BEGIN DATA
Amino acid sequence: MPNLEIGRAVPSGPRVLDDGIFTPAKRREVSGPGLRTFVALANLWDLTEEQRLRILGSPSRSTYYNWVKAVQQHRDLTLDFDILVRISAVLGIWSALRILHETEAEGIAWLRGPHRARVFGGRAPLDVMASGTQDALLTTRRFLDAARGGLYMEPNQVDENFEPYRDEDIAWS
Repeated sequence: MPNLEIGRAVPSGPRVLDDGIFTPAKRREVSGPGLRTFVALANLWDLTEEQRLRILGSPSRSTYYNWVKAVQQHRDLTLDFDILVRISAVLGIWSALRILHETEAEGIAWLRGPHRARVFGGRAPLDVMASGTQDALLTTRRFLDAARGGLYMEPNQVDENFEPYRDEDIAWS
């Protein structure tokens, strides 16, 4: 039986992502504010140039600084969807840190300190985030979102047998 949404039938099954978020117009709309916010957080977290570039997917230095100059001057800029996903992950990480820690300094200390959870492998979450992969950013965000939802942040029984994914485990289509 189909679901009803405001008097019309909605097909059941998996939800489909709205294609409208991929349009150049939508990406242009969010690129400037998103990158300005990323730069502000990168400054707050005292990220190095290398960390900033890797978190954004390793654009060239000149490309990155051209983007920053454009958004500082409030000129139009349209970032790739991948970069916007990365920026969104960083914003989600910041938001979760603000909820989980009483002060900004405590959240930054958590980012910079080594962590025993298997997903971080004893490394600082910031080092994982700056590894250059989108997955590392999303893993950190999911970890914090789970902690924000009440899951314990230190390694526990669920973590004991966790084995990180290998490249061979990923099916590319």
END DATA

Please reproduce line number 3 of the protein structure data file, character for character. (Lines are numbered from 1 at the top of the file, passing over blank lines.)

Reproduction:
């Protein structure tokens, strides 16, 4: 039986992502504010140039600084969807840190300190985030979102047998 949404039938099954978020117009709309916010957080977290570039997917230095100059001057800029996903992950990480820690300094200390959870492998979450992969950013965000939802942040029984994914485990289509 189909679901009803405001008097019309909605097909059941998996939800489909709205294609409208991929349009150049939508990406242009969010690129400037998103990158300005990323730069502000990168400054707050005292990220190095290398960390900033890797978190954004390793654009060239000149490309990155051209983007920053454009958004500082409030000129139009349209970032790739991948970069916007990365920026969104960083914003989600910041938001979760603000909820989980009483002060900004405590959240930054958590980012910079080594962590025993298997997903971080004893490394600082910031080092994982700056590894250059989108997955590392999303893993950190999911970890914090789970902690924000009440899951314990230190390694526990669920973590004991966790084995990180290998490249061979990923099916590319």